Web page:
George Edward Ayscough

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George Edward Ayscough

George Edward Ayscough (died 14 October 1779) was an English dramatist and traveller.[1]


Ayscough was the son of Dr. Francis Ayscough, dean of Bristol, by a sister of the first Lord Lyttelton. For some time he held a commission in the Guards.[1]

In 1776, he produced at Drury Lane Theatre a play, a version of the Semiramis of Voltaire, Richard Yates representing the chief character; an epilogue was provided by Richard Brinsley Sheridan. The tragedy had eleven representations, and the English author enjoyed three benefits on account of it. On the first performance Captain Ayscough's brother officers attended in great force and secured the success of Semiramis. In the Biographia Dramatica, Ayscough is described as "a fool of fashion," "a parasite of Lord Lyttelton;" and his tragedy is condemned as contemptible.[1]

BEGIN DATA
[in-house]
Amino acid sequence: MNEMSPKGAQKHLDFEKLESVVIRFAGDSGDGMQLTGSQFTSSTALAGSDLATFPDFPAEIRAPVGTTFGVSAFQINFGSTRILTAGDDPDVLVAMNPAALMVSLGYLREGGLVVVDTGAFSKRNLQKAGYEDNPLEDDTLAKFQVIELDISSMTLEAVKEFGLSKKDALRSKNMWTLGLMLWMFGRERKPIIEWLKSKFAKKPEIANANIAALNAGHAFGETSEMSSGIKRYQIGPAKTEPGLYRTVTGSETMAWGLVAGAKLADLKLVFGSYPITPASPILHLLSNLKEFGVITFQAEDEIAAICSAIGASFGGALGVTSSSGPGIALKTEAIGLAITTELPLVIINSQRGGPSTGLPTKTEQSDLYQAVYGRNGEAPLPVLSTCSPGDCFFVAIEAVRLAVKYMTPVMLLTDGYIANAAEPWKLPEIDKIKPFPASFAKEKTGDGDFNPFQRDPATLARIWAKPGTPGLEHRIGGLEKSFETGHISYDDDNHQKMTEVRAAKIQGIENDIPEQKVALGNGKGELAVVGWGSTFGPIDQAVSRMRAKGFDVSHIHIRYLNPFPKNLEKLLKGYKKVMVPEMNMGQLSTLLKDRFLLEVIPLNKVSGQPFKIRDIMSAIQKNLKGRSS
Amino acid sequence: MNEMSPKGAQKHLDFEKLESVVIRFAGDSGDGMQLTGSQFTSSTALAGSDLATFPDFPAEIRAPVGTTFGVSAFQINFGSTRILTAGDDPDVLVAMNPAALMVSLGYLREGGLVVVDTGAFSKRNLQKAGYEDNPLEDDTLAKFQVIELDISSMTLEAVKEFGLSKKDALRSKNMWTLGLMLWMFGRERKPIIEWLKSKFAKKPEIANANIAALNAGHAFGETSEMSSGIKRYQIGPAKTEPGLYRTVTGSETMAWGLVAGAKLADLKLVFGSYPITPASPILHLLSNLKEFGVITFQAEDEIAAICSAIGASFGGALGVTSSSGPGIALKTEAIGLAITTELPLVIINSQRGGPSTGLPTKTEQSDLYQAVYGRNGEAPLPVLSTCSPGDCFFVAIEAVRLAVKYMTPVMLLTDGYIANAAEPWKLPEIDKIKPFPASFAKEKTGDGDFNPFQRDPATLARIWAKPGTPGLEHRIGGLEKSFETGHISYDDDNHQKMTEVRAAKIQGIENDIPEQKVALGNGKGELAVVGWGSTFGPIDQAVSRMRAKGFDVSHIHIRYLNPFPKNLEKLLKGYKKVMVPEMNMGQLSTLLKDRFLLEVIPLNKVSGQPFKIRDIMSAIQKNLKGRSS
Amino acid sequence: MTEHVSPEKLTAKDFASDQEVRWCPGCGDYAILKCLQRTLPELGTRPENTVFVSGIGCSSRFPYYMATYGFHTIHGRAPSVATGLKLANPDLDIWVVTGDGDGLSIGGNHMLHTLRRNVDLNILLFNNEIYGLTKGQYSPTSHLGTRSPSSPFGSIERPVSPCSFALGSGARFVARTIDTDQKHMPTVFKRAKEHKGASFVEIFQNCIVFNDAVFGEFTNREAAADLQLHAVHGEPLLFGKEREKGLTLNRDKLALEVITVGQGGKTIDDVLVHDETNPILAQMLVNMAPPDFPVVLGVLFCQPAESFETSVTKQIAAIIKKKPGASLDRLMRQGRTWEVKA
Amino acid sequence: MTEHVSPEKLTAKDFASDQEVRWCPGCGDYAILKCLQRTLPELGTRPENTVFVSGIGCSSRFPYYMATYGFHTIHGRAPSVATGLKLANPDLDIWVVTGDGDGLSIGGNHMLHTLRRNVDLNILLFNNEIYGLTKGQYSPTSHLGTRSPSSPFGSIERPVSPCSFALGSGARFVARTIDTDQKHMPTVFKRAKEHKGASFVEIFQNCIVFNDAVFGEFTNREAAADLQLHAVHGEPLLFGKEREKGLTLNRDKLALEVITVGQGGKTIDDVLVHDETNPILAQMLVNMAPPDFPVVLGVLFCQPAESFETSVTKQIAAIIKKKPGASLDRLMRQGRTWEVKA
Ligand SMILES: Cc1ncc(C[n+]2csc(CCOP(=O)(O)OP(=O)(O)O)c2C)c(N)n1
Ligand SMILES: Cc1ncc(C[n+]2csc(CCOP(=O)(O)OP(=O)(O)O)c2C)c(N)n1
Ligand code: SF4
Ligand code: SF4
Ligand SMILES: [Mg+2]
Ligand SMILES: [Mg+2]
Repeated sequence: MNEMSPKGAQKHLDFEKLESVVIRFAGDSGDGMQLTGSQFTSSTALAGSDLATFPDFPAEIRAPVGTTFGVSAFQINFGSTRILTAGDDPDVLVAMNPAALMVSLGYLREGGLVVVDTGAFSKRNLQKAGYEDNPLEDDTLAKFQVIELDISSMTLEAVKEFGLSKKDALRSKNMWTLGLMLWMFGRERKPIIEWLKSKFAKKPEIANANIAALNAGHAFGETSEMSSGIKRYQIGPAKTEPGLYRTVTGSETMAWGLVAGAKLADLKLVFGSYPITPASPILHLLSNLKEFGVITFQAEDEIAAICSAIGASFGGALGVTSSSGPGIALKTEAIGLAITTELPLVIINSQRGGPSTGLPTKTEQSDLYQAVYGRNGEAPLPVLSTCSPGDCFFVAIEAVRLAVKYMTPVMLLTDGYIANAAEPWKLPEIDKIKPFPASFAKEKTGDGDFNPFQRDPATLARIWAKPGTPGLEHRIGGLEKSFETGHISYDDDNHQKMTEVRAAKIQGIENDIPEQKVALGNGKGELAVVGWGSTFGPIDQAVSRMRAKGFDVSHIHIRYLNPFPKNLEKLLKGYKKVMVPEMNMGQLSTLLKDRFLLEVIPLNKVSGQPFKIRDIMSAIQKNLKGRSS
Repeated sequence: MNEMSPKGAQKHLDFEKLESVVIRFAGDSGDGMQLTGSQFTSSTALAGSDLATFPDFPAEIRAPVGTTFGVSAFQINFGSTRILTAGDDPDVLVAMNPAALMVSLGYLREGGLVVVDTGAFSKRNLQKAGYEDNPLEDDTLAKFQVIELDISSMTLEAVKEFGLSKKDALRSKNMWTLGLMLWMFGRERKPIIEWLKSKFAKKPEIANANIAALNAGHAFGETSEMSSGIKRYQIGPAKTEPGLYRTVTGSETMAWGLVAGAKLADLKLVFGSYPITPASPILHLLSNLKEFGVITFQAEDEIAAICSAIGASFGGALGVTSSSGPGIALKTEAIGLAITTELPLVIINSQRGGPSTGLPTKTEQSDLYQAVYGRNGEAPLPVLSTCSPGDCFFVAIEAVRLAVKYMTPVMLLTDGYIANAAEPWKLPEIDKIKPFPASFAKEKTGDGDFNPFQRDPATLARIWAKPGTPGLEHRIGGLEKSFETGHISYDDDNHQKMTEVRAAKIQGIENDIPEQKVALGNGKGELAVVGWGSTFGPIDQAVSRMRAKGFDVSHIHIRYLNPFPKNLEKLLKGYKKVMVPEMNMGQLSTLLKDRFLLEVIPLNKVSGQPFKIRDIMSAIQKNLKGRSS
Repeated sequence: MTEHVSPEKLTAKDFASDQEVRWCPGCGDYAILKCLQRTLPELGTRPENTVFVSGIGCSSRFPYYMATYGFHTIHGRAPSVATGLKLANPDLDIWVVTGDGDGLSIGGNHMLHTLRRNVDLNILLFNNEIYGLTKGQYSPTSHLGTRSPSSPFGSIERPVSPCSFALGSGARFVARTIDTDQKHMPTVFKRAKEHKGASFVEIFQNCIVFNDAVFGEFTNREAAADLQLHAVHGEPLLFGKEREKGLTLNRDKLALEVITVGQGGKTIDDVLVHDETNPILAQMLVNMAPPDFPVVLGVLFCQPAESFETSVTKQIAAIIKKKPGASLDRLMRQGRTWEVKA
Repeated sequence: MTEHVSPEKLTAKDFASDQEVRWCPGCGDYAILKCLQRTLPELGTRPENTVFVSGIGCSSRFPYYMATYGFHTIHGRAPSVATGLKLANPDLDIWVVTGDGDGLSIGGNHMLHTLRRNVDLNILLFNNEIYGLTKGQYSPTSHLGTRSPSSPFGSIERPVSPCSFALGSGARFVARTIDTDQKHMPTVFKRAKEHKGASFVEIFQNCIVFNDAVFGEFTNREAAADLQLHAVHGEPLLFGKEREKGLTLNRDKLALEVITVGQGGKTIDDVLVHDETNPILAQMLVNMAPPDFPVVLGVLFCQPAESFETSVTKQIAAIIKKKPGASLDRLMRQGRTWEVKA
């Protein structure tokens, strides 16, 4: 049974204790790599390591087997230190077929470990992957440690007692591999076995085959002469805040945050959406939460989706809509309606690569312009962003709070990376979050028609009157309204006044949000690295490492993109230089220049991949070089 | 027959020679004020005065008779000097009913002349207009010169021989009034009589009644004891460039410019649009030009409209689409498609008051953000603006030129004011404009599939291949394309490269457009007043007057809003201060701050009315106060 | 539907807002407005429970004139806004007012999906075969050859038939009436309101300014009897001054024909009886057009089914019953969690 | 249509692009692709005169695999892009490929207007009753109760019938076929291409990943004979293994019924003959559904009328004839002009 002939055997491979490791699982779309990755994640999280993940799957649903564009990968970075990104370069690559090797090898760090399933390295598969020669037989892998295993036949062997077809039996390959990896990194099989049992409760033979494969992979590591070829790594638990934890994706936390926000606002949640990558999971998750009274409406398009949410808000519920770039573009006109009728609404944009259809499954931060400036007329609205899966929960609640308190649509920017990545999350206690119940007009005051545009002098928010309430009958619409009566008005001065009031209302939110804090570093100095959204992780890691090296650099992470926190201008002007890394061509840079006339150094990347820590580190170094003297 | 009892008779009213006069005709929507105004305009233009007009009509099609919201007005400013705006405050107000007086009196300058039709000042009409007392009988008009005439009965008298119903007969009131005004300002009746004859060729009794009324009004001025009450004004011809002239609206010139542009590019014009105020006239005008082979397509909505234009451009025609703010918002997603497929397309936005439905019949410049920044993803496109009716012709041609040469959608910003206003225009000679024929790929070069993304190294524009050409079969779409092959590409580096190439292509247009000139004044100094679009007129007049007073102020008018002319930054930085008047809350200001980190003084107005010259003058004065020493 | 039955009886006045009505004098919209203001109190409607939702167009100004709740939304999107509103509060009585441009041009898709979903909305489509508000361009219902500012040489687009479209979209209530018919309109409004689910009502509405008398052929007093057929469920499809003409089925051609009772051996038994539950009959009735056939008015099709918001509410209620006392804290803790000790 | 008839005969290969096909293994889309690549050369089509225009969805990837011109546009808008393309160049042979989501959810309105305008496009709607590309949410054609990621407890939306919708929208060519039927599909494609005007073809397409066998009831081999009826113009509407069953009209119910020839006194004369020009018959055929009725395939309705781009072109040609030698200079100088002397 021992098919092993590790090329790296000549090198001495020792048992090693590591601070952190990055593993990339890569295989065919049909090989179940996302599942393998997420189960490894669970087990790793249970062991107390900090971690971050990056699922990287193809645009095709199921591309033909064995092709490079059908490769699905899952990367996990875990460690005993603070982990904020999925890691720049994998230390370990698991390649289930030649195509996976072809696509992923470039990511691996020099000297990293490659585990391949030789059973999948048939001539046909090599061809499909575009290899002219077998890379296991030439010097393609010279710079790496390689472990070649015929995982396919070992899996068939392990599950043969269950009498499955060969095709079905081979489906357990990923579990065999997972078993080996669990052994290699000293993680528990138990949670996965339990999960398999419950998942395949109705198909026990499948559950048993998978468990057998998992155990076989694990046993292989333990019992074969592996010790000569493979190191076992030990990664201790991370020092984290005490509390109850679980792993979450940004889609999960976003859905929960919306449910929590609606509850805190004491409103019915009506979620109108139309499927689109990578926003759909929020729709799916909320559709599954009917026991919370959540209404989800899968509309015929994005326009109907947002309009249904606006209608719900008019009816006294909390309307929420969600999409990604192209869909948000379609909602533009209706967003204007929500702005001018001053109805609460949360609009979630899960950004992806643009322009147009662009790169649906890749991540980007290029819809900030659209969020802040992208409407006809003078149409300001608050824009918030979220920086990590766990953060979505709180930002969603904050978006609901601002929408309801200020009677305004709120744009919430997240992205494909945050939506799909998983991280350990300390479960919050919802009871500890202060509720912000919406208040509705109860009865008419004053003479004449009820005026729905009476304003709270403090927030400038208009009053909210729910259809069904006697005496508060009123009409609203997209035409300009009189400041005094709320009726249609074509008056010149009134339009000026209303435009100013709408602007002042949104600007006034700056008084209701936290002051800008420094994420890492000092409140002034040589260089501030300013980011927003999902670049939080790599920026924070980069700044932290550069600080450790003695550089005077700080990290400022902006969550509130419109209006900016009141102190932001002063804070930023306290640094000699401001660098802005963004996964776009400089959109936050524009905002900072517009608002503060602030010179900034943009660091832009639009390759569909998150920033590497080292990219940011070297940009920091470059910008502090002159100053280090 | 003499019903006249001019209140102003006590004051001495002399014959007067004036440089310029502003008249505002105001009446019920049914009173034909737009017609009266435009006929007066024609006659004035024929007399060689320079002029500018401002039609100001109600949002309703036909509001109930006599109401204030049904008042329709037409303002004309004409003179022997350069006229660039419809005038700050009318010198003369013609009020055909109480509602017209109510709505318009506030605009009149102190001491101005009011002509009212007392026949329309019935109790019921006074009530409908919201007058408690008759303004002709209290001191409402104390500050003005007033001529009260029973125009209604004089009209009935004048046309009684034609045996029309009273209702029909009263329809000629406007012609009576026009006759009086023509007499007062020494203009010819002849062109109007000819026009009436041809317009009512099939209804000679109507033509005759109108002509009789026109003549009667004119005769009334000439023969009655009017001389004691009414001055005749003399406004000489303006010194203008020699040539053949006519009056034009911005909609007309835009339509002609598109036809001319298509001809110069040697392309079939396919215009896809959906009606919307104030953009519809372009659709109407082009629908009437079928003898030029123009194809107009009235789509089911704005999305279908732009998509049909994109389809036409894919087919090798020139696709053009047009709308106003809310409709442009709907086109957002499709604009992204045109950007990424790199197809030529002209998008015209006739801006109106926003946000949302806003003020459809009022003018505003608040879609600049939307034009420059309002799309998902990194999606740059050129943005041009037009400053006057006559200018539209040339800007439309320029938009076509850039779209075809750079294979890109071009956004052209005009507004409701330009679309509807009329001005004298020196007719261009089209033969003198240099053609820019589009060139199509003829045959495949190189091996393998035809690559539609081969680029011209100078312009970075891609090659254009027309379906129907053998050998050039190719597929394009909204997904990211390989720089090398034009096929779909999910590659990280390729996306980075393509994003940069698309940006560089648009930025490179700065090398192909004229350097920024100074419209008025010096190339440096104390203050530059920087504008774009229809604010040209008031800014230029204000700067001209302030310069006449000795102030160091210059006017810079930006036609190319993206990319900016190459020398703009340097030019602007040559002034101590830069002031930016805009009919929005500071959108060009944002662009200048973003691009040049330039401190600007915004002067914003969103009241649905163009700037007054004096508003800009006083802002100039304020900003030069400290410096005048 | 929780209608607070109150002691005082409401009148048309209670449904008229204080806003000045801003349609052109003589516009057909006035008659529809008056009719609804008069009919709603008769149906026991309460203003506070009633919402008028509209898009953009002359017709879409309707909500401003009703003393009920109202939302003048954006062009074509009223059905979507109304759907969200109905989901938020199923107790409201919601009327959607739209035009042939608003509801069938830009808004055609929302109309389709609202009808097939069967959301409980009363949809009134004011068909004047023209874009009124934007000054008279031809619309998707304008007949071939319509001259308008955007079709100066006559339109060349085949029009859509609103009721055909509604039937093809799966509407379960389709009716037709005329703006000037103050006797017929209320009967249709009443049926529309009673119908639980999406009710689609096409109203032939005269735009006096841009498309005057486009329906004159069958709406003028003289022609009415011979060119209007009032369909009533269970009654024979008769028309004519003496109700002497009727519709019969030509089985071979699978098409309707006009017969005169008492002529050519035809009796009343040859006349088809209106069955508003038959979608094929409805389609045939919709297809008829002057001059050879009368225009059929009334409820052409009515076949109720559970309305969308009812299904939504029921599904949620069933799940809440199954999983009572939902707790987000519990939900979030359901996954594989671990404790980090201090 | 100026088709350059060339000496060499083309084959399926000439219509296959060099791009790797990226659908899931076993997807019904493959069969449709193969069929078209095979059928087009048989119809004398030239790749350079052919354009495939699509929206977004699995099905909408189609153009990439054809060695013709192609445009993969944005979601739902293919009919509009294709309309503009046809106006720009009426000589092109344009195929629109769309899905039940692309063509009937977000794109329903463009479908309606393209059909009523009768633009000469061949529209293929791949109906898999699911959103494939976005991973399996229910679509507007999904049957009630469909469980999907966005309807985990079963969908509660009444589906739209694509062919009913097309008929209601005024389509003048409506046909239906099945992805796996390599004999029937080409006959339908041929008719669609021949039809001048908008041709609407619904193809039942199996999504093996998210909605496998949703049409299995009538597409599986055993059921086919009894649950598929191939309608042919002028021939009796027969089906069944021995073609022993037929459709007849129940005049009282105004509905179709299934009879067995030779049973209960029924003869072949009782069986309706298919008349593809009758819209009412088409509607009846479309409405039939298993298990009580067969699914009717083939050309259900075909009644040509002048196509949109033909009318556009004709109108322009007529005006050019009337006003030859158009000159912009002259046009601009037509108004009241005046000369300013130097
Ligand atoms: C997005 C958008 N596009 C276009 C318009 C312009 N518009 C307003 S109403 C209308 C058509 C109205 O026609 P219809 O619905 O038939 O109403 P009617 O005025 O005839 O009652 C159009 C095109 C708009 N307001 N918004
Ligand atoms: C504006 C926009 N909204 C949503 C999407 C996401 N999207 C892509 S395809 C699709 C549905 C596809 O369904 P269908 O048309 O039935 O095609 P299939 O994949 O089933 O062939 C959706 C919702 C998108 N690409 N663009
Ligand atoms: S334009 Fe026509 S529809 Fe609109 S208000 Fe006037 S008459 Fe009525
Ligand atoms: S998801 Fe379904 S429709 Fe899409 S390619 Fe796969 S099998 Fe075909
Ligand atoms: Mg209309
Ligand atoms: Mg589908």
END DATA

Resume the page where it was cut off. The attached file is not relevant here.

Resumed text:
He left England on account of his failing health, and afterwards published some account of his travels in Italy. He was the editor of the Miscellaneous Works of his uncle, Lord Lyttelton, published in 1774.[2]


  1. ^ a b c Chalmers, Alexander (1812). The General Biographical Dictionary Containing an Historical and Critical Account of the Lives and Writings of the Most Eminent Persons. J. Nichols. p. 220. Retrieved 26 May 2018.
  2. ^ Baker, David Erskine (1812). Biographia Dramatica: Or, A Companion to the Playhouse. Longman, Hurst, Rees, Orme, and Brown. p. 14. Retrieved 26 May 2018.